Once I’ve run tests capturing images to dgn files, I’ll post my results.

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@jankaiser - many thanks for the feedback about the timing of the capture. That gives a good reference for others to compare!

Well, it’s an issue I am still working at with my scanner/color science. I currently approach the whitebalance similar to your approach, namely setting the whitebalance on the empty film gate. While this seems to be a decent approach, it probably would be better to base the whitebalance on some grey image area in the actual footage. One reason: in the old days, Super-8 did know only two color temperatures - daylight (realized with an in-camera filter) and tungsten (without filter). So already when taking the footage, you most probably did not have the “correct” color balance for the scene. For example, I have seen scenes taken with flourescent lights - these have quite some interesting color variations…

Aesthetically, one could argue that this is one of the features of Super-8 film stock and you want to reproduce it in the digital copy. In this case, the whitebalancing of the empty frame is a valid approach. Or: you assume the opposite position and aim at not having these color shifts, caused by the technology at hand in those old times. In this case, you need to base the whitebalance on the scene content (find some grey area in the scene an color-balance this).

Now, if I use the empty film gate approach, I do see occationally a drift of very white areas (typically clouds in the sky) toward the magenta color with Kodachrome film stock. You can notice this magenta sky in a scan Pablo (@PM490) posted in his SnailScanToo or 2 thread (reproducing it here to spare you the search):

Notice that the empty sprocket area is more or less whitebalanced, but the sky in the frame looks kind of pinkish?

I have several ideas where this might come from:

  • the camera sees in these areas basically the support material of the film stock. This should be absolutely clear, but of course, this is not the case. The support material certainly acts like a little color filter and this could potentially introduce the color shift in bright area I am seeing.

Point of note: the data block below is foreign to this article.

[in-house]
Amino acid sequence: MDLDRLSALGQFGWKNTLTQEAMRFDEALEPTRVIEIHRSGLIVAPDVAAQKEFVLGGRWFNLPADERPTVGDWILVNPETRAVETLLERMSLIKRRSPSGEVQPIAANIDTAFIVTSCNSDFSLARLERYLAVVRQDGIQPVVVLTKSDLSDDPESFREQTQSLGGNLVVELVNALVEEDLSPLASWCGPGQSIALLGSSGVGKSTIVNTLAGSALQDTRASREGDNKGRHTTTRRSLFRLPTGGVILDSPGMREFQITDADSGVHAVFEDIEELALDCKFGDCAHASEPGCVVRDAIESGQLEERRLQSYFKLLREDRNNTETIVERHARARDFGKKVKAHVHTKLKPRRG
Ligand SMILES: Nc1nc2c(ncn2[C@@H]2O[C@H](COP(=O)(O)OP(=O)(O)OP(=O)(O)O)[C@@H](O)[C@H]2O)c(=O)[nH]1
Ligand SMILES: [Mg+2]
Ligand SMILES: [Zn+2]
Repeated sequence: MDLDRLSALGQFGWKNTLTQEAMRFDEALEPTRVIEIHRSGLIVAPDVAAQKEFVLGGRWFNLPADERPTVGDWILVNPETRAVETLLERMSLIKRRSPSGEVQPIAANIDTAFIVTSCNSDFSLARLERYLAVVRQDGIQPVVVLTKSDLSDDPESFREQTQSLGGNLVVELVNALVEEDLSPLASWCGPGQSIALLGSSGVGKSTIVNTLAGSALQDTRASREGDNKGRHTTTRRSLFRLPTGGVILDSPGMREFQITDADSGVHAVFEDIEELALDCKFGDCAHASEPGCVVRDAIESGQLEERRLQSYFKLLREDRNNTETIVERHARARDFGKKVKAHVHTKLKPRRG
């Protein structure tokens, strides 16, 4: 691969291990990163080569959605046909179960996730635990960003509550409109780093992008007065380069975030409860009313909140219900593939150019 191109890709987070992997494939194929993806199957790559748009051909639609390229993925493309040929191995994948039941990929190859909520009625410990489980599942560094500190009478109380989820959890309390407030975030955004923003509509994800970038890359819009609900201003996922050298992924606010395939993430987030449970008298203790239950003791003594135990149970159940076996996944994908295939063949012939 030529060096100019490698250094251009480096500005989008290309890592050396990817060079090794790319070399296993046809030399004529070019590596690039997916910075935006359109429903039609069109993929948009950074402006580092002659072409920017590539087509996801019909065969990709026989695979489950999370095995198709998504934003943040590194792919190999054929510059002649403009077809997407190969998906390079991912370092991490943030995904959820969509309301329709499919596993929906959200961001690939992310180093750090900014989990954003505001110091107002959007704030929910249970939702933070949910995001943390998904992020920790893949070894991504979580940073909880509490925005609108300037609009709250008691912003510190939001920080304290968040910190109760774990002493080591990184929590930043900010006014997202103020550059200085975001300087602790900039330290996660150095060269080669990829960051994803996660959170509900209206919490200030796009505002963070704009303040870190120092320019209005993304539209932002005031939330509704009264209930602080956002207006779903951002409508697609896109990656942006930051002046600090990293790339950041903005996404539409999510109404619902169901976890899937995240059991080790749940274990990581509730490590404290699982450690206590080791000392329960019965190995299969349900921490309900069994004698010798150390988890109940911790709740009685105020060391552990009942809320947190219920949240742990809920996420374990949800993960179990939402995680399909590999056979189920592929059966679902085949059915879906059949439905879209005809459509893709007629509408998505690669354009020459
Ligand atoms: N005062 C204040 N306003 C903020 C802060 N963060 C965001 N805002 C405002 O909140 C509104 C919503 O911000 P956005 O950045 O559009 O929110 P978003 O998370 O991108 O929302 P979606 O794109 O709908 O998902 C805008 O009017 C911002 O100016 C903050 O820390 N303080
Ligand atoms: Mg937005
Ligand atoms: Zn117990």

• the exposure fusion I am using (“Mertens”) is not really color-neutral. It exagerates local color variations and has the potential to introduce slight color shifts, as it is a non-linear process.
  • some other reason, like a weird interaction between the spectrum of my white-light LEDs (but Pablo’s system “sees” it too) or the conditions the film was stored, or whatever…

So it’s interesting to me that you did not notice such a phenomene in your Kodachrome scans.

This might be related to the different way you create your final frame (raw capture, processing in Lightpath, no exposure fusion). Exposure fusion will pass through color differences even in very bright areas. On the other hand, capturing just a single 12-bit raw is demanding in terms of dynamic range - you either have more noise in the dark parts of your image, or very bright image areas might blow out. In the later case, these image areas would be trivially “white-balanced” (i.e. loose their color).

From the description of your setup, I think this is not the case. However, later on, you pipe your raw data through your light room profile, expanding with your Shadow and Highlight settings the image definition of the highlights and shadows. As a side effect, this operation will squash the tonal range of colors in these image areas, maybe to such an extent that any magenta cast is not noticable anymore?

Here’s an example from my scanner, showing the same effect:

If you use your color picker on the sprocket area of this 8-bit scan, you should measure around 245 in all three color channels. That is how I set whitebalance and exposure. Doing the same on the overcast sky, you will find values like R: 207, G: 198 and B: 201, which is a slight magenta cast, or values like R:204, G:195 and B:198, which is a kind of redish one.

Sorry for this long technical detour - it’s just a question I am researching at the moment where I do not have an answer yet. I am tending to think that it is a Kodachrome-issue, but I am far from being certain about this. That’s the reason I asked you whether you have noticed such an effect. In any case, thank you for your feedback!